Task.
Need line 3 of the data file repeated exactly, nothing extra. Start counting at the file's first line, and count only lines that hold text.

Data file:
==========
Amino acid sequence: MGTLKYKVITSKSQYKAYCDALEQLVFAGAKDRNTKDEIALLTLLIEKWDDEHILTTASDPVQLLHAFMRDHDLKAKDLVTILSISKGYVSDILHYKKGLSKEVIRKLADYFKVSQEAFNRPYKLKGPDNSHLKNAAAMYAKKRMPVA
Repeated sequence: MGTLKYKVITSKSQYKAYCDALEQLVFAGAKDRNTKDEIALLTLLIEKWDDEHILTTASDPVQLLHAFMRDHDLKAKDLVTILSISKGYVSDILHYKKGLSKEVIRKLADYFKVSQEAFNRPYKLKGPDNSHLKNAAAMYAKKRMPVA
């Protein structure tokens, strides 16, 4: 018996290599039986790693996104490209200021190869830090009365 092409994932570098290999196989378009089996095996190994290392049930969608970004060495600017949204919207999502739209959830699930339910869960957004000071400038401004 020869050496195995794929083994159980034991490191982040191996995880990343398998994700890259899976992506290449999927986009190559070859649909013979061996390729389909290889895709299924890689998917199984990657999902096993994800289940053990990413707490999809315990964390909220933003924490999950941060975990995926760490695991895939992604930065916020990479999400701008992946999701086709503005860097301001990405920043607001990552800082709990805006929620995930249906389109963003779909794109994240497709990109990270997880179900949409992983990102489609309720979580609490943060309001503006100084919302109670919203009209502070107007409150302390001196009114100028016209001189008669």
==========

């Protein structure tokens, strides 16, 4: 018996290599039986790693996104490209200021190869830090009365 092409994932570098290999196989378009089996095996190994290392049930969608970004060495600017949204919207999502739209959830699930339910869960957004000071400038401004 020869050496195995794929083994159980034991490191982040191996995880990343398998994700890259899976992506290449999927986009190559070859649909013979061996390729389909290889895709299924890689998917199984990657999902096993994800289940053990990413707490999809315990964390909220933003924490999950941060975990995926760490695991895939992604930065916020990479999400701008992946999701086709503005860097301001990405920043607001990552800082709990805006929620995930249906389109963003779909794109994240497709990109990270997880179900949409992983990102489609309720979580609490943060309001503006100084919302109670919203009209502070107007409150302390001196009114100028016209001189008669």